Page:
Views:216 Author:Site Editor Publish Time: 2020-04-30 Origin:Site
If you have an older toilet, chances are that the supply tube is outdated, and it may also be blocked with corrosion or otherwise restricting water flow. New toilet hoses are inexpensive and easy to install, but removing the old one may not be as easy if it's stuck with corrosion.
If you find your toilet's old flexible corrugated hose leaking, then it is time to replace it! We will help you by removing and installing a flexible toilet supply line here. Here are some of the tools we need:
Towels or rags
Wrench or pliers
New flexible stainless steel hose
The most common toilet supply line is a stainless steel flex braided hose or corrugated hose. Most houses, condos, or apartments will have this type of supply hose since they install so quickly and easily. There are many other types of supply hoses that require a more in-depth removal and installation, such as a rigid supply line. However, since those are not too common and are often specific to the toilet they are installed on, we are just going to discuss the most common stainless steel flex line.
Turn the water supply to the toilet off by turning the knob on your straight or angle supply valve. Typically, the knob will turn clockwise to turn the water off and counterclockwise to turn it back on.
Flush the toilet a few times to empty the water from the tank. Use a towel to soak up the rest of the water inside the tank so that it does not leak onto the floor when the toilet supply hose is removed.
Use a wrench to loosen the supply hose nut connecting to the supply valve. Then do the same to the nut connecting to the toilet's fill valve. That connection will be on the underside of the tank and you may need another towel handy as some water may still drip out of the old supply braided hose.
Install the new ss braided hose by hand tightening the white plastic nut to the toilet's fill valve nipple on the underside of the tank. Then hand tighten the metal nut to the supply valve.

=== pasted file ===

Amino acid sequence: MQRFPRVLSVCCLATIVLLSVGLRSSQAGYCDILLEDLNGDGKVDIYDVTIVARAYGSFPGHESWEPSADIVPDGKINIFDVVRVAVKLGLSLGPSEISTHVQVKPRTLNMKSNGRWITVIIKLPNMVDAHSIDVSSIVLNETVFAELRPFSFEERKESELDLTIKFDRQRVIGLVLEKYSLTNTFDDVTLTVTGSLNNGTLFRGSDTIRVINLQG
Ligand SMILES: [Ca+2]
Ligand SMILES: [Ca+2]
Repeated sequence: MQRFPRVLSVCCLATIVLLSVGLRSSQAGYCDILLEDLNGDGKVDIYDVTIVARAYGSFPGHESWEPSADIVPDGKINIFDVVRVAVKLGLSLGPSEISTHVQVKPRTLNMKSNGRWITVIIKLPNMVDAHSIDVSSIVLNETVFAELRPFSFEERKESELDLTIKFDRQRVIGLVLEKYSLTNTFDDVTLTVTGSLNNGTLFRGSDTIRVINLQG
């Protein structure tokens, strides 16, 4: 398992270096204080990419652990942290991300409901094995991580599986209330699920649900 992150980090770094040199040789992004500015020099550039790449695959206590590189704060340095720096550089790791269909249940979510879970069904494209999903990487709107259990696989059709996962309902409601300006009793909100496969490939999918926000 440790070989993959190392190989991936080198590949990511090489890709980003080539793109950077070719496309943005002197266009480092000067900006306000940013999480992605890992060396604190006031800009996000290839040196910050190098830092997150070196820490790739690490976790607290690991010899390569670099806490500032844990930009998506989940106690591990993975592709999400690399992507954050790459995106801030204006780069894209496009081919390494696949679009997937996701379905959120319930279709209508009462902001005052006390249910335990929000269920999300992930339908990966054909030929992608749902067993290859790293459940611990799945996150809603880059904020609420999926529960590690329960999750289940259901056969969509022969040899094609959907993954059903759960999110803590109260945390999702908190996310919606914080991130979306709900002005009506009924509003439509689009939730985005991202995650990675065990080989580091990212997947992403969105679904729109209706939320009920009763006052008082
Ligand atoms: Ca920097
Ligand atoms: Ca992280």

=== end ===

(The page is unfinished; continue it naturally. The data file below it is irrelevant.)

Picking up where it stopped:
Turn the water back on by turning the knob on the supply valve.
Check for leaks. If the plastic nut connection end is leaking, slightly hand tighten the plastic nut until the leak ceases. Do not use a wrench on plastic nuts. If the metal nut connection is leaking, use a wrench or pliers to tighten the metal nut just a quarter of a turn past hand tightened to ensure the connection is sealed.
Please Note: Do not tighten metal nuts more than a quarter of a turn past hand tight.
If the water seems to be turning off and on (the "phantom flush"), you probably have a slow leak from your tank into your bowl. You'll need to replace the flapper or the flapper seat/flush valve drain (the thing the flapper seals to).
It could be the fill tube (the little hose that squirts water into the overflow tube) is not adjusted properly. It should be positioned about an inch above the rim of the overflow tube.
If you have a bar float, this controls the water level in the tank, so you should make sure it's bent at the right angle. The water level in the tank is controlled by an adjustable float. If it's too low, you'll have a wimpy flush; if it’s too high, the water will overflow the tube and the fill valve won’t shut off.
The flapper might not be sealing properly—either it's an old part or something is preventing it from sealing.
The fill valve and/or flapper might need replacing.
It doesn't matter. There are two different styles of valve assemblies—with or without a ball float: They both work and they're interchangeable.
Fixing a toilet is a very easy task that can be accomplished by almost anyone. Even if you have to buy a pair of pliers, they can become the beginning of your tool kit and the cost of the pliers will still be far cheaper than bringing a plumber in. It should only take you about 0.5 hours at the most.